Summer Wheat’s portrait paintings at Samson are such a sweet mess it almost doesn’t matter whom they depict. They pulse with gaudy juxtapositions of color, and paint built up and dolloped. Three-dimensional ribbons of the stuff curl over the canvases. Knotted patterns like crochet, applied with a pastry pipette, veil features. The figures are all Frankenstein’s monsters, grotesques electrified to life by paint.
Wheat’s show is called “Hi-Lo,’’ and it purports to be about that often taboo subject, class (although parts of it are truly just about paint). Her style explodes propriety and prods at the edges of expectation. Her characters are fictional.
“Duchess,’’ taken in the vein of traditional paintings of aristocrats, is a horrible sight. Her skin is bright pink and fuchsia smeared with white, her blue eyelashes thick as centipedes, and her mouth a black hole. “Bully,’’ on the other hand, has a small, pursed mouth. His eyes are framed in finger-thick squirts of red and orange paint and his noise is a void. He’s the one in the crocheted veil. The duchess is garish; the bully is more delicate.
There are many portraits in this show. Only some question social expectations. I had to wonder if Wheat threw herself into painting this rogues gallery, then came up with the idea of class critique.
She carries it off perfectly, though, in an ambitious sculptural installation, “Luncheon on the Hill,’’ made to echo Édouard Manet’s iconic “Le déjeuner sur l’herbe.’’ Manet’s painting scandalized the public when he first showed it nearly 150 years ago, because it showed a nude woman picnicking with two clothed men. It has since been quoted often, most notably by Picasso.
Wheat’s version is a riot. The trio sits on a mound of dirt, indulging in spaghetti and meatballs, a bowlful of melted ice cream and bananas, and more. They have outsize hands and monstrous faces. The pop-eyed nude wears an ornate hat. Using just a few signals of posture and gesture, the artist imbues this vulgar group with gentility, smashing high with low into a delicious, unnerving pulp.
Vitality and strength
John Goodman’s grainy, black-and-white photographs at Howard Yezerski Gallery emphasize motion and form. They convey a masculine sensibility, and a melancholy one; they celebrate vitality and strength, and grieve its short stay. The show, organized by curator Bonnell Robinson, visits several bodies of work, including photos of a Times Square boxing gym, Boston Ballet dancers, people in the streets of Havana, and more.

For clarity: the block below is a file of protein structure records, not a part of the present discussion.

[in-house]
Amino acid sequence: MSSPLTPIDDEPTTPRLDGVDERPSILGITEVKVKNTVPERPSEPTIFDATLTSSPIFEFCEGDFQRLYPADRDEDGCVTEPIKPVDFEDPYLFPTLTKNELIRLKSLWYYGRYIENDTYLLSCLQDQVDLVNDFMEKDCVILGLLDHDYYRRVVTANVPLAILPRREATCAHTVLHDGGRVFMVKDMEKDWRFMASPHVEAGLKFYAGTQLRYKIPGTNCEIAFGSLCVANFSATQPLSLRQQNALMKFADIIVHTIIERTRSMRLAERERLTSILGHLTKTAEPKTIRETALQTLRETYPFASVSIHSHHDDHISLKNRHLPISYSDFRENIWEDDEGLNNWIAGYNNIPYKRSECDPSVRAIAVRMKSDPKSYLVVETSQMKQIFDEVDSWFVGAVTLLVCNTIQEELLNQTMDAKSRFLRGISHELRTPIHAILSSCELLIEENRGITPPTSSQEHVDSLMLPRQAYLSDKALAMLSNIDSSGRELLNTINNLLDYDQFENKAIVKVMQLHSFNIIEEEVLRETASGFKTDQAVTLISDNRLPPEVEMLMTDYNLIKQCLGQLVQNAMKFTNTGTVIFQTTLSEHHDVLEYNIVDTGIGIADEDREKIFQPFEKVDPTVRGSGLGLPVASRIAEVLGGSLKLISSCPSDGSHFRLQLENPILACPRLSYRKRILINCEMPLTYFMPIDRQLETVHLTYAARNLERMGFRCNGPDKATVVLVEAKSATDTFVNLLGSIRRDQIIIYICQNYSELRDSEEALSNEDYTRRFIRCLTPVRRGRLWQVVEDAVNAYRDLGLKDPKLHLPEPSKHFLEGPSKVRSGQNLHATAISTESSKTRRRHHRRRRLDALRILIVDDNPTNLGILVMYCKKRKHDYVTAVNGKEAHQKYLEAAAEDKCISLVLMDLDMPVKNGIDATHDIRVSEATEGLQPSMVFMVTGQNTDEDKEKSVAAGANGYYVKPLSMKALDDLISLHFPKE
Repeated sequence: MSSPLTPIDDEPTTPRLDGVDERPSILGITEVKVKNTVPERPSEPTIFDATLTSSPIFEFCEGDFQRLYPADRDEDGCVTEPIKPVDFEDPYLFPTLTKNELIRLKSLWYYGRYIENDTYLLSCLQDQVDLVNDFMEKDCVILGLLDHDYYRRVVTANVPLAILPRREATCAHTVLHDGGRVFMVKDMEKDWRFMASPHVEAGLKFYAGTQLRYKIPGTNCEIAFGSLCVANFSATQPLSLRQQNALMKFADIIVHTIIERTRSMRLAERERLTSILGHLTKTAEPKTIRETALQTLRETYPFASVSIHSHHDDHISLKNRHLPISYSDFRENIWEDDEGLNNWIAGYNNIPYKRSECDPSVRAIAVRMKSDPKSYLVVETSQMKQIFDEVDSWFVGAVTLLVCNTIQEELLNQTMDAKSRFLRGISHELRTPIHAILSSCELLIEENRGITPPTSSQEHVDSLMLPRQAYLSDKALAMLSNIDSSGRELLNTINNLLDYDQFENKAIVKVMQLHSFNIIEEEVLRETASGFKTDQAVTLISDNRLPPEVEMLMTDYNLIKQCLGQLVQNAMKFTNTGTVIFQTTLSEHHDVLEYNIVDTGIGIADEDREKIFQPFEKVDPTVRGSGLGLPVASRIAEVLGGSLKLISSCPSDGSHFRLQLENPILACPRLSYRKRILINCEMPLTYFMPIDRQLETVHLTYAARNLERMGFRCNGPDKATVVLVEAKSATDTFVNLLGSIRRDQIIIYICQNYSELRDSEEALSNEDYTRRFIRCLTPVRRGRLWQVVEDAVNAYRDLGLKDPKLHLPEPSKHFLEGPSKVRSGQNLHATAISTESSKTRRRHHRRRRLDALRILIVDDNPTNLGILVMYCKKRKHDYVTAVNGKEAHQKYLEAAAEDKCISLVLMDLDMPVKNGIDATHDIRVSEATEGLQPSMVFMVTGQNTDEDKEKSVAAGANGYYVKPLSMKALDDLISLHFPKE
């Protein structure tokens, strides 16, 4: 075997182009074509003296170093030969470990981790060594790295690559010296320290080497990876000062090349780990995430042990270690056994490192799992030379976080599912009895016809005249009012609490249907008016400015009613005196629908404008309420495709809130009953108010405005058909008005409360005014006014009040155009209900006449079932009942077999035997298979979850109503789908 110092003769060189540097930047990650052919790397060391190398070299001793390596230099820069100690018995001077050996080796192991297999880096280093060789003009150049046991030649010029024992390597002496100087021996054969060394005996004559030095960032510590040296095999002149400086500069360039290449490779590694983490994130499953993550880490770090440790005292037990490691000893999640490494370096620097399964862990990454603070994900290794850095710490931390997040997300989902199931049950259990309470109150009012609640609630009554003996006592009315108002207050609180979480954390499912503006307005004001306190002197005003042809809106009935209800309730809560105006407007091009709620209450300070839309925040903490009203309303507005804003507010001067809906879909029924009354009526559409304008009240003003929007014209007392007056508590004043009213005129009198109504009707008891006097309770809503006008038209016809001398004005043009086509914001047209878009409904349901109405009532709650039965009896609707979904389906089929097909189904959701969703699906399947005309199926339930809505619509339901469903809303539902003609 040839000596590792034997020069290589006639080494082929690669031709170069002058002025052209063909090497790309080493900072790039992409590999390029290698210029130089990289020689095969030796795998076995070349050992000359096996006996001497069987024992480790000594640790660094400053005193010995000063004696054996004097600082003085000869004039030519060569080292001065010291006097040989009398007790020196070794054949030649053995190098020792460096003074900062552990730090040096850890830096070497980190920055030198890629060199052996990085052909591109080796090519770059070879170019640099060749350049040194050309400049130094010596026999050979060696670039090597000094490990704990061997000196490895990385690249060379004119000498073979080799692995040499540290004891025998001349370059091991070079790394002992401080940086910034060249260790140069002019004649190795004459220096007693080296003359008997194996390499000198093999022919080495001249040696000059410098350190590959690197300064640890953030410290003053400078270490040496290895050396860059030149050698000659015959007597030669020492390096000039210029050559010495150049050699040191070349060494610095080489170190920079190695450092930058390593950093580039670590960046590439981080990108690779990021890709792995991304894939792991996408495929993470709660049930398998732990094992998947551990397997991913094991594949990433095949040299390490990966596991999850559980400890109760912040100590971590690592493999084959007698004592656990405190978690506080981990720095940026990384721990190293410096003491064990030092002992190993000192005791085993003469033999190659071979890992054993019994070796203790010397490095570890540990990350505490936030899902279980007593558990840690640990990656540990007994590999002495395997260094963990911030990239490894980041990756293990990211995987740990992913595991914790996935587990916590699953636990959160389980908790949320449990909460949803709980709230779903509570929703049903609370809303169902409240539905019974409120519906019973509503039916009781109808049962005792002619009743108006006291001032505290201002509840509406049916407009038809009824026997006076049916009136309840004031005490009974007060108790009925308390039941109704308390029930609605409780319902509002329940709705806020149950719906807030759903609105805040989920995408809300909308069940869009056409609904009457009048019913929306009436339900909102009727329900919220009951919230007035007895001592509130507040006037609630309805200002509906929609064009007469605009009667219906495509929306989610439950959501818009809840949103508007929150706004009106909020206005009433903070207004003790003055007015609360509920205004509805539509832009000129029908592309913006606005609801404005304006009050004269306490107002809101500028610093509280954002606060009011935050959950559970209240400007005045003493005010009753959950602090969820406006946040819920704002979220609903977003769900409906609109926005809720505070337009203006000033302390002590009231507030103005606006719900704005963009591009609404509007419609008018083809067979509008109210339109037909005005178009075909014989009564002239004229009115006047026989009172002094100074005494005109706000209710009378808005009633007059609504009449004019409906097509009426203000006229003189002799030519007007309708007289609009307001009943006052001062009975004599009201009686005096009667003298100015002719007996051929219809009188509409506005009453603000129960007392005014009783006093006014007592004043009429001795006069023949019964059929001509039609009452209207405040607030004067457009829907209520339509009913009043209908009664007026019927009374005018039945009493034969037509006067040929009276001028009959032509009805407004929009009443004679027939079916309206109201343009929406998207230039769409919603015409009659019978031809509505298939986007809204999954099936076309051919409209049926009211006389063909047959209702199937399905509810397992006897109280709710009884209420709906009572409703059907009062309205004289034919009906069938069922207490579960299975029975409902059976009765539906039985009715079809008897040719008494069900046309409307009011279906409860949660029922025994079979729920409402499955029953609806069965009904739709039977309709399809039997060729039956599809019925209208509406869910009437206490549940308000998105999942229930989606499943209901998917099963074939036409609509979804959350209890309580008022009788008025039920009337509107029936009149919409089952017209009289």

“Carousel/Tulsa’’ depicts a rodeo horse rearing behind a gate, mane flying. Goodman shot it at an angle; the people in the distant stands slide past the horse on a diagonal, ramping up the animal’s height and urgency. You can see that same athletic force in the boxer gleaming with sweat in “Anthony Greene,’’ all muscle and grit as he tapes his hands. Lights stream in from the doorway behind him, like those on a passing freight train.
A similar, more delicate rush appears in “Dominos/Havana, Cuba.’’ Goodman shot it from above, focusing on the worn game board, the dominoes reflecting in the sun. As in “Carousel/Tulsa,’’ he angles the frame to give the shot spin. The players’ hands blur as they pass over the pieces. Even the crisper photos seem to propel forward. “Father’s Day/Coney Island’’ depicts a canoodling couple on the beach; they roll off center, toward the edge of the frame: passion at its height, and on the way out.
Ladders are a common motif throughout art history, often as a metaphor for escape from this mortal coil. Liz Shepherd’s new show at Boston Sculptors Gallery suggests that escape isn’t always easy. Her works climb, but the climbing is arduous.
“Up and Out,’’ the terrific centerpiece of the exhibit, is a fastidiously crafted spectacle of hope charged with the likelihood of hopes dashed. Shepherd has built a staircase out of parts of old doors. At the bottom, the steps look navigable enough, but the higher up, the more precarious the climb, with risers angling and treads sloping and truncating. In most journeys up and out, there will be slides and stumbles. You may have to start again, more than once. Shepherd captures that.
Also at Boston Sculptors, Kim Bernard’s “Stuff Moves’’ show is filled with oversize toys. There are wheels you can turn, such as the “Tertium Quid’’ series, upon which the artist has painted vortexes that look three-dimensional when spun. There are balls on springs that you can poke and shake, as in “Chakra Shimmy,’’ a spine of balls representing the seven chakras, or “Readymade Color Wheel,’’ Bernard’s wink to Marcel Duchamp, with balls mounted on a bicycle wheel.
These are fun, but only one-stop works. Those that rely on more complicated mechanics are more absorbing. “Quantum Revival’’ features balls resting on a shelf. Each is strung to a wire attached progressively higher on the wall. Unhinge the shelf, release the balls, and they swing through captivating patterns - a wave gives way to the balls alternating, then swinging together. It feels magical, even if it is simply physics.
SUMMER WHEAT: Hi-Lo At: Samson, 450 Harrison Ave., through March 17. 617-357-7177, www.samsonprojects.com
JOHN GOODMAN: Echo At: Howard Yezerski Gallery, 460 Harrison Ave., through March 13. 617-262-0550, www.howardyezerskigallery .com
LIZ SHEPHERD: Up and Out KIM BERNARD: Stuff Moves At: Boston Sculptors Gallery, 486 Harrison Ave., through March 11. 617-482-7781, www.bostonsculptors.com